Who is this man, and what has he done with Jose Ruiz? With his country’s life in the World Baseball Classic on the line, Venezuela manager Omar Lopez called upon Ruiz to get out of a jam. His squad was trailing 3-0 in the first inning with a runner on third and nobody out. Ruiz was tasked with keeping the game within striking distance after falling into an early hole against a potent United States offense.
His first opponent was none other than the former batting champion and teammate Tim Anderson. He threw three consecutive curveballs with a 1-1 count and got Anderson to chase two in the dirt for the strikeout. He then got Kyle Schwarber to fly out to David Peralta in left field to escape the jam.
One inning later, he was thrown back into the fire. Venezuela had cut the deficit to 3-2 with two on and nobody out. Due up was the dangerous trio of Mookie Betts, Mike Trout, and Paul Goldschmidt.
The White Sox reliever proceeded to induce a double play off the bat of Betts, then strikeout Trout on a filthy curveball. The way he attacked Trout with four straight fastballs in that situation was impressive. The first two were high and inside, followed by a 96 mph heater outside. With a 2-1 count, he got Trout to foul off another inside fastball before getting him to chase a curveball just below the knees. He pounded him with fastballs to set him up for the hook.
Ruiz remaining unphased on the world stage with runnings in scoring position comes as a shock to anyone who has watched him pitch on the South Side. Last season the 28-year-old right-hander posted a 4.60 ERA thanks partly to his 12.5 percent walk rate in 60.2 innings.
The Jose Ruiz experience is a frustrating one. You know the stuff is there. He has a fastball in the upper 90s, complimented by a sinker and a sharp curveball that occasionally show flashes of brilliance. But you also have him giving up handfuls of runs during inopportune times.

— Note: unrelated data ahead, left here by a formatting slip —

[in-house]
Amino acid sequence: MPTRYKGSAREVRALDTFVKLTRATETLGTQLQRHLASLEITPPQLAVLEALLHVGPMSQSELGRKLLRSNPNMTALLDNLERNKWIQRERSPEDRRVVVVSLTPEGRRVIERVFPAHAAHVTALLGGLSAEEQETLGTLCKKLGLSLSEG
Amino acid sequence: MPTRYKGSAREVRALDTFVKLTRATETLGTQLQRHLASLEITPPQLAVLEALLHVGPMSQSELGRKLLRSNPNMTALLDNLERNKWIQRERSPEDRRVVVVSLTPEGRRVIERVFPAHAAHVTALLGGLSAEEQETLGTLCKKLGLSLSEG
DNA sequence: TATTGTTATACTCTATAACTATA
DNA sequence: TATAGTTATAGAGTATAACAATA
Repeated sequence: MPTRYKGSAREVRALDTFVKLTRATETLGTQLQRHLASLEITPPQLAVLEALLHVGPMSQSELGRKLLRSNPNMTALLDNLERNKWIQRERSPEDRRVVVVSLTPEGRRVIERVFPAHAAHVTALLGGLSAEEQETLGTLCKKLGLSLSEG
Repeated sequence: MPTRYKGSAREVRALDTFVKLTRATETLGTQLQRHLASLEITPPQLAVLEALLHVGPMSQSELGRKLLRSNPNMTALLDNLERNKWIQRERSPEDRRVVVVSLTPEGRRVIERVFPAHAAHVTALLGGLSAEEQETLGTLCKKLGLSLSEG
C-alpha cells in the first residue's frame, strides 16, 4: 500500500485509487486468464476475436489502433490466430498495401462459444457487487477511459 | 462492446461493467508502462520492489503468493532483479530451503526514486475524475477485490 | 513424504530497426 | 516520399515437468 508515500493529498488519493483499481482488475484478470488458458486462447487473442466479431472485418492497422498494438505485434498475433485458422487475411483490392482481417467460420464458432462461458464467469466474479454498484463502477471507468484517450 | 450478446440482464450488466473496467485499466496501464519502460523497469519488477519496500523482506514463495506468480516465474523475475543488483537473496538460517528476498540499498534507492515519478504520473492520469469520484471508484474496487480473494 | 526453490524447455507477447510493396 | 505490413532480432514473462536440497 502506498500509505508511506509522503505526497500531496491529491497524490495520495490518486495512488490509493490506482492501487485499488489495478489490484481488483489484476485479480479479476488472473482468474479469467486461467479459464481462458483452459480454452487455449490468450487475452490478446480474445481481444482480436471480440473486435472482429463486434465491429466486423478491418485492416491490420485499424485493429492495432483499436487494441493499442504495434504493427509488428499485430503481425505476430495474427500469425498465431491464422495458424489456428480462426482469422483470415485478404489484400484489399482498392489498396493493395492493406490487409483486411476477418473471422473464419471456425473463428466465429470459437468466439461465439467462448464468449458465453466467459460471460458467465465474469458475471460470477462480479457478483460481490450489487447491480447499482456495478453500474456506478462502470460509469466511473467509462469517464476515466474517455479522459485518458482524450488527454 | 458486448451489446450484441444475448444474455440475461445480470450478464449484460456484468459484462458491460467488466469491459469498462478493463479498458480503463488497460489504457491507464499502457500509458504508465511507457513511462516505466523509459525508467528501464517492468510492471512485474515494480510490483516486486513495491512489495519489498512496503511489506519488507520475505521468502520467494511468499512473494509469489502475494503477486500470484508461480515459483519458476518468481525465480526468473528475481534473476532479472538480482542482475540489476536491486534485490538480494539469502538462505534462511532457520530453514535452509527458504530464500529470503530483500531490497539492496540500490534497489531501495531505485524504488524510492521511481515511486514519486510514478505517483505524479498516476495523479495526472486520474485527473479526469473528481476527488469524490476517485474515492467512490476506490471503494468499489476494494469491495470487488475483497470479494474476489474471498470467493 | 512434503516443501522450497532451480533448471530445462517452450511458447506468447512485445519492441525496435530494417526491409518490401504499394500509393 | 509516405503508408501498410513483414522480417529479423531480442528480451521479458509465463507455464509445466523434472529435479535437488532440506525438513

Ruiz is awful in high-leverage situations. Opponents batted .500 off him in his 8.1 innings of high-leverage work in 2022. With runners in scoring position opposing hitters slashed .278/..391/.477 with eight home runs.
Seeing him pounding his chest after striking out the best hitter in baseball is a new side of Ruiz that many White Sox fans are not used to. Could this be the start of a breakout season for Ruiz?
“I love his intensity and focus of his pitches, White Sox manager Pedro Grifol said. “His demeanor. His ability to go back out for a second inning. His presence in the big stage has been really good.”
“He’s raised the bar for himself, Grifol continued. “That’s the Ruiz I’m expecting back here.”
It will be interesting to see how Grifol deploys Ruiz. Former manager Tony La Russa loved to use him. When La Russa took the helm in 2021, Ruiz made his first Opening Day roster.
Ruiz rewarded La Russa’s faith by holding batters to a .210 average and recorded career highs in appearances (59), innings pitched (65), strikeouts (63), and holds. He finished the season with a respectable 3.05 ERA. In 2022 he took a massive step back. His walk rate and opponent hard hit percentage ranked in the bottom four percentile in the MLB.
For the majority of his career, he has been a thrower who needs to learn how to become a great pitcher. Ruiz is a former catcher who was converted into a pitcher. The White Sox claimed him off waivers from San Diego in 2017. He made his debut with the big league club in 2019. He appeared in 40 games over six stints, posting a 6.08 ERA.
The following season he began the season on the injured list. Once he was reinstated from the IL, he was recalled from the Schaumberg training facility on August 9th. His stay in the big leagues lasted only a short time. He was optioned back to Schaumberg on August 18th, just three days after making his season debut. He was recalled a second time on September 17th. After serving up a walk-off home run to Jose Rameriez on the 22nd, he was optioned to Schaumberg for the rest of the season.
Between injuries and a position change, he only has 135 minor-league innings and 175 MLB innings under his belt. There is still plenty of room to grow. His experience in the WBC should only boost his confidence when he is logging inning out of the White Sox bullpen. For example, in his at-bat against Trout, he looked like a pitcher, strategically setting up Trout to chase a curveball.
With Liam Hendriks out, others are going to have to step up. While the bar hasn’t been set very high to this point, there is no reason that 2023 can’t be the best version of Jose Ruiz yet.